How Merit Systems Work
Mr. Trump did not say how the government would carry out the changes he envisions. But he cited Canada’s merit-based system, in which immigrants are awarded points according to their educational and employment background, language proficiency and financial means, among other considerations. The highest scorers get priority for admission.
A points system was a feature of the 2007 immigration proposal that died in the Senate. Under that measure, employment attributes like education and skills would have accounted for more points than family relationships. Immigrants with family members living legally in the United States, either as citizens or permanent residents, would have seen their visa preferences ended or strictly limited. But employment-based visas would have increased substantially.
In that measure, temporary workers would have been barred from bringing family members to the United States unless they accepted a shorter-term visa and could show they would not become primarily dependent on government benefits. Mr. Trump’s mention in his speech of financial self-sufficiency for immigrants seemed to suggest he would favor such a standard.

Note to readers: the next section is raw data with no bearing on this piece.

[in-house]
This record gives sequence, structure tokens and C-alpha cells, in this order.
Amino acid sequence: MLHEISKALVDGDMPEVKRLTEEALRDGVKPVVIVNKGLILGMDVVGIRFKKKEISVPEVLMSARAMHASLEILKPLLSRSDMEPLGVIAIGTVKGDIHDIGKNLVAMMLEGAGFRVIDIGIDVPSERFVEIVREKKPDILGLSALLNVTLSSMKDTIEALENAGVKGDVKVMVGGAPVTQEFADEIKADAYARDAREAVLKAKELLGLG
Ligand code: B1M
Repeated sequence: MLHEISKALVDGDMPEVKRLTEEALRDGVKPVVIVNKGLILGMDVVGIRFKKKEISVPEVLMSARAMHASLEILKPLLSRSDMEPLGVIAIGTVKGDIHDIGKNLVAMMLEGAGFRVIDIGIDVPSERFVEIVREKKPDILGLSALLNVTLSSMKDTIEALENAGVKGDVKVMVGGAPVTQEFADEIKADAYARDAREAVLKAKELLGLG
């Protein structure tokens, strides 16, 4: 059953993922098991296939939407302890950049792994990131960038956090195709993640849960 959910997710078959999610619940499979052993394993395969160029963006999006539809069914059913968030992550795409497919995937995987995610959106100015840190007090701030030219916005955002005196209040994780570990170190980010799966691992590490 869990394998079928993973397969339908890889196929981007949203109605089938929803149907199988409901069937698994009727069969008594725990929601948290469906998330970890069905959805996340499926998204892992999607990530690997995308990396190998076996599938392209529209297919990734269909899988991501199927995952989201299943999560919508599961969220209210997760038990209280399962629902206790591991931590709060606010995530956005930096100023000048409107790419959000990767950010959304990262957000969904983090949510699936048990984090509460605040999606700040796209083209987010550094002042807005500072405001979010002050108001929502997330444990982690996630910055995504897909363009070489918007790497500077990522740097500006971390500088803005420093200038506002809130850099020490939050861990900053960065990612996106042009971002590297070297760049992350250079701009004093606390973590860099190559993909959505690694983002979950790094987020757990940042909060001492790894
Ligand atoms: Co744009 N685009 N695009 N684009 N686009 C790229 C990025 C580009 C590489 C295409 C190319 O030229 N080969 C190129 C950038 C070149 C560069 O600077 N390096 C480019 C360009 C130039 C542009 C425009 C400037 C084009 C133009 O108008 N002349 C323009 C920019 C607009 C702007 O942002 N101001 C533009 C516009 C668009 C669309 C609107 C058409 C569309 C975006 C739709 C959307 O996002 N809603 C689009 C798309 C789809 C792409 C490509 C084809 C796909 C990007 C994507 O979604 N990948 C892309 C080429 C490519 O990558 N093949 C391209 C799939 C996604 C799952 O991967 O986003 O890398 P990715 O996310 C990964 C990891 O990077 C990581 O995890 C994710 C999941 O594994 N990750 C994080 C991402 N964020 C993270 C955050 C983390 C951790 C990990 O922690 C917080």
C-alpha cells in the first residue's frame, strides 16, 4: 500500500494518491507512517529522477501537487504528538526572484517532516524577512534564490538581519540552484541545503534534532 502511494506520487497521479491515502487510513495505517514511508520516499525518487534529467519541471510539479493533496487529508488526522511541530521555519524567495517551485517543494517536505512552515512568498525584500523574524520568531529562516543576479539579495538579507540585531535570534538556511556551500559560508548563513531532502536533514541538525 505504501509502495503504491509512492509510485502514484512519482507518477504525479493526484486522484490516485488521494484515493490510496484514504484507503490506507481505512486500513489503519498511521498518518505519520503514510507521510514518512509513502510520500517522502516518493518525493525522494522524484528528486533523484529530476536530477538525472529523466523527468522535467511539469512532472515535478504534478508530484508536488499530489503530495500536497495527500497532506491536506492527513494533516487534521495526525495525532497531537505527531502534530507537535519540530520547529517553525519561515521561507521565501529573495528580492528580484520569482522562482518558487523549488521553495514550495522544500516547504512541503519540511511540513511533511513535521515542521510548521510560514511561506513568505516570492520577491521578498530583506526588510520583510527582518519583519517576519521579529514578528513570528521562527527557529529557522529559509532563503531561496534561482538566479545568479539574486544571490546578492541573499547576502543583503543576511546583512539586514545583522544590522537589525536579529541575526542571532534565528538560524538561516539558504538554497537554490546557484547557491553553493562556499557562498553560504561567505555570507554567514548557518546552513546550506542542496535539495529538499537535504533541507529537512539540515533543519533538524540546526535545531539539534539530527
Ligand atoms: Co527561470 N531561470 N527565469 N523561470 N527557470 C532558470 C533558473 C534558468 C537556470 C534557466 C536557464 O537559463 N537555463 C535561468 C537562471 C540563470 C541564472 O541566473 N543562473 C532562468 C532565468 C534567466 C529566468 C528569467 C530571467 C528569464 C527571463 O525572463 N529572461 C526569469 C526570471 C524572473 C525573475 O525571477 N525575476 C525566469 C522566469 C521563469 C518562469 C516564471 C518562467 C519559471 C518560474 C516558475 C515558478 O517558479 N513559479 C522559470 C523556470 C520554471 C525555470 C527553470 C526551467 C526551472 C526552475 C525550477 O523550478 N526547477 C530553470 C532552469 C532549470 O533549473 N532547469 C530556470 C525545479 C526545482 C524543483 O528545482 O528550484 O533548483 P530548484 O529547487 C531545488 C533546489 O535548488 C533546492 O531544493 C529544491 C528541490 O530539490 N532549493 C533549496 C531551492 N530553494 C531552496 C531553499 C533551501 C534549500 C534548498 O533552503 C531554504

The Effect on Jobs
Mr. Trump argued that the current immigration system is “straining the very public resources that our poorest citizens rely upon,” and made the case that one based on merit would provide an economic boost to American workers.
“It will save countless dollars, raise workers’ wages and help struggling families, including immigrant families, enter the middle class,” the president said. “And they will do it quickly, and they will be very, very happy, indeed.”
Mr. Trump’s assertion is based on the view that because the current system allows people to immigrate to the United States without regard for their employability or skill level, it creates an oversupply of low-skilled workers, who in turn drive down job opportunities and wages for Americans with a high school diploma or less.
Critics of the merit-based system say the reality is not so simple.
The number of family-based immigrants who enter the United States each year is a tiny fraction of the total work force, and there is no guarantee that reducing the number of those immigrants or substituting people with better education and skills would increase either wages or employment opportunity.
“There’s certainly a rationale for increasing the number of people who get permanent residency who employers want to hire for both lower-skilled jobs and higher-skilled jobs, but there’s no reason that can’t be accomplished without still allowing people to bring family members in,” said Stuart Anderson, the executive director of the National Foundation for American Policy, a nonpartisan policy research organization, and a former senior immigration official under Mr. Bush.
“This is more of a political rationalization for just cutting out family categories, rather than some belief that if we got more highly skilled people, it would genuinely help the economy,” Mr. Anderson said.